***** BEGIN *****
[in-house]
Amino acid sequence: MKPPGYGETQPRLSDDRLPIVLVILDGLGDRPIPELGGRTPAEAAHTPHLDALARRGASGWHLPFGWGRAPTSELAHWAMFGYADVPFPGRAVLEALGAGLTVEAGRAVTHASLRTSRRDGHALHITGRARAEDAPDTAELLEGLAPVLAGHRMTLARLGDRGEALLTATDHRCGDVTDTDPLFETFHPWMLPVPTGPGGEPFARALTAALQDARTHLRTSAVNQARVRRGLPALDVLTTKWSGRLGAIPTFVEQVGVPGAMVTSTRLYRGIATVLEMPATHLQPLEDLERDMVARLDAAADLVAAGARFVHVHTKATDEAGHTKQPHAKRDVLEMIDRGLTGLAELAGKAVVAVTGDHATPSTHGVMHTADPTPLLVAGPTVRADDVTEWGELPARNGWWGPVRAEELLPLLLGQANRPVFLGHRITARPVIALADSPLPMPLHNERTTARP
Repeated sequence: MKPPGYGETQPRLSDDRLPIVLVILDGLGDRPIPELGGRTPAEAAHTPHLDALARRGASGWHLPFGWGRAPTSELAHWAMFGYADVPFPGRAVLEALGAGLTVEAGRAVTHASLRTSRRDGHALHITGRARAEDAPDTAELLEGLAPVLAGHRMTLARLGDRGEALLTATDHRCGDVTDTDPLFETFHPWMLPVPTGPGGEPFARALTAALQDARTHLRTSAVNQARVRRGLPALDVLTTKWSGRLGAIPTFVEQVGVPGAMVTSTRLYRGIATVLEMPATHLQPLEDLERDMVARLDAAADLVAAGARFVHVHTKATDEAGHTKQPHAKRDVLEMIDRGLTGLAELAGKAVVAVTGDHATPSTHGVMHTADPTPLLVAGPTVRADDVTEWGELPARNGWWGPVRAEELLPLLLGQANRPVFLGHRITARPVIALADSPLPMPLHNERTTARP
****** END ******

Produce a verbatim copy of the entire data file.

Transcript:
[in-house]
Amino acid sequence: MKPPGYGETQPRLSDDRLPIVLVILDGLGDRPIPELGGRTPAEAAHTPHLDALARRGASGWHLPFGWGRAPTSELAHWAMFGYADVPFPGRAVLEALGAGLTVEAGRAVTHASLRTSRRDGHALHITGRARAEDAPDTAELLEGLAPVLAGHRMTLARLGDRGEALLTATDHRCGDVTDTDPLFETFHPWMLPVPTGPGGEPFARALTAALQDARTHLRTSAVNQARVRRGLPALDVLTTKWSGRLGAIPTFVEQVGVPGAMVTSTRLYRGIATVLEMPATHLQPLEDLERDMVARLDAAADLVAAGARFVHVHTKATDEAGHTKQPHAKRDVLEMIDRGLTGLAELAGKAVVAVTGDHATPSTHGVMHTADPTPLLVAGPTVRADDVTEWGELPARNGWWGPVRAEELLPLLLGQANRPVFLGHRITARPVIALADSPLPMPLHNERTTARP
Repeated sequence: MKPPGYGETQPRLSDDRLPIVLVILDGLGDRPIPELGGRTPAEAAHTPHLDALARRGASGWHLPFGWGRAPTSELAHWAMFGYADVPFPGRAVLEALGAGLTVEAGRAVTHASLRTSRRDGHALHITGRARAEDAPDTAELLEGLAPVLAGHRMTLARLGDRGEALLTATDHRCGDVTDTDPLFETFHPWMLPVPTGPGGEPFARALTAALQDARTHLRTSAVNQARVRRGLPALDVLTTKWSGRLGAIPTFVEQVGVPGAMVTSTRLYRGIATVLEMPATHLQPLEDLERDMVARLDAAADLVAAGARFVHVHTKATDEAGHTKQPHAKRDVLEMIDRGLTGLAELAGKAVVAVTGDHATPSTHGVMHTADPTPLLVAGPTVRADDVTEWGELPARNGWWGPVRAEELLPLLLGQANRPVFLGHRITARPVIALADSPLPMPLHNERTTARP